Training multicultural workers for aged care critical
A new aged-care training program rolling out in South Australia will help to address the rising and specific needs of multicultural groups across Australia.
The new Australian online course course for Cross-cultural care for aged care staff developed by Flinders University with funding from the Australian Government is being tested by staff in four local aged-care facilities ahead of a national launch later this year.
Associate Professor Lily Xiao, from the Flinders School of Nursing and Midwifery, says the Resthaven and Anglicare trials are showing a willingness by providers to expand services to multicultural communities, with the course designed for both Australian-born and overseas-born aged care staff.
“The number of overseas-born staff in our residential aged-care homes is 75,444, or about 32% of the workforce, with many of them from non-English speaking backgrounds. They look after 54,558 residents who were born overseas,” says Flinders dementia expert Associate Professor Xiao.
“It is clear we need to keep improving cross-cultural communication in our aged-care homes, both between staff and residents, and to develop a multicultural workforce to improve the quality of care for residents.”
The new Massive Open Online Course (MOOC) course developed at Flinders in South Australia seeks to address this by offering unlimited participation and open access via the web on topics from cross-cultural communication, leadership, dementia care and end-of-life care.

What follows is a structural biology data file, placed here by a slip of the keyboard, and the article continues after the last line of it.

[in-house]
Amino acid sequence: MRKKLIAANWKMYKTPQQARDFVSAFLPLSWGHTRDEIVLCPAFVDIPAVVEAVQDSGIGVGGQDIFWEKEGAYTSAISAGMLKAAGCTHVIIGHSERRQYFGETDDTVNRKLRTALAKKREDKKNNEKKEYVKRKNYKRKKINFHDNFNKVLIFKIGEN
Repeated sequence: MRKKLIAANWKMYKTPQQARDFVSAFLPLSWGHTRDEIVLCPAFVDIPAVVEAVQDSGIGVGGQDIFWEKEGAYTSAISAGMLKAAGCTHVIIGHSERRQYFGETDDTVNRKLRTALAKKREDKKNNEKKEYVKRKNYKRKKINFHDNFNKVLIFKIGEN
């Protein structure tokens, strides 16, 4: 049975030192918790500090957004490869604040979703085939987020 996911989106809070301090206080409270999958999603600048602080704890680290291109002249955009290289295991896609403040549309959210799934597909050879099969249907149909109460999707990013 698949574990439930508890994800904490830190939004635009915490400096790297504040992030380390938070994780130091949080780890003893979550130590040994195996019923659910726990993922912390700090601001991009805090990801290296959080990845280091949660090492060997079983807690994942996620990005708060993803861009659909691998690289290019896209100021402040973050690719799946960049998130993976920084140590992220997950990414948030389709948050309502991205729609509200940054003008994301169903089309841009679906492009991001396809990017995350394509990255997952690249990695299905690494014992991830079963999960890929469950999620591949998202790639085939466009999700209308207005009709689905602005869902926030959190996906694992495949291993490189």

Catering for the specific needs of ethnic or cultural groups is still offered by fewer than half of aged care residential facilities or home care outlets, senior research fellow Dr Knight said, adding:
Around a quarter of residential facilities and 43 per cent of home care and home support outlets cater for a specific ethnic or cultural group, most frequently Aboriginal and Torres Strait Islander and Italian older adults.
A much higher share of aged care facilities and outlets reported catering for the needs of gay, lesbian, bisexual, transgender and intersex older adults in 2016 than in 2012 – 1 per cent. 11 per cent of residential facilities and 17 per cent of home care and home support outlets reported catering for the needs of gay, lesbian, bisexual, transgender and intersex older adults in 2016.
This illustrates the increasing supply and use of aged care services which are inclusive of older adults from diverse backgrounds.
Australia’s Productivity Commission has estimated that by 2050 the national aged care workforce will need to grow to around 980,000 workers. It is vital that the sector and its workforces are monitored to keep all stakeholders informed and help the design and implementation of new policies to meet this growth.
2 July 2017.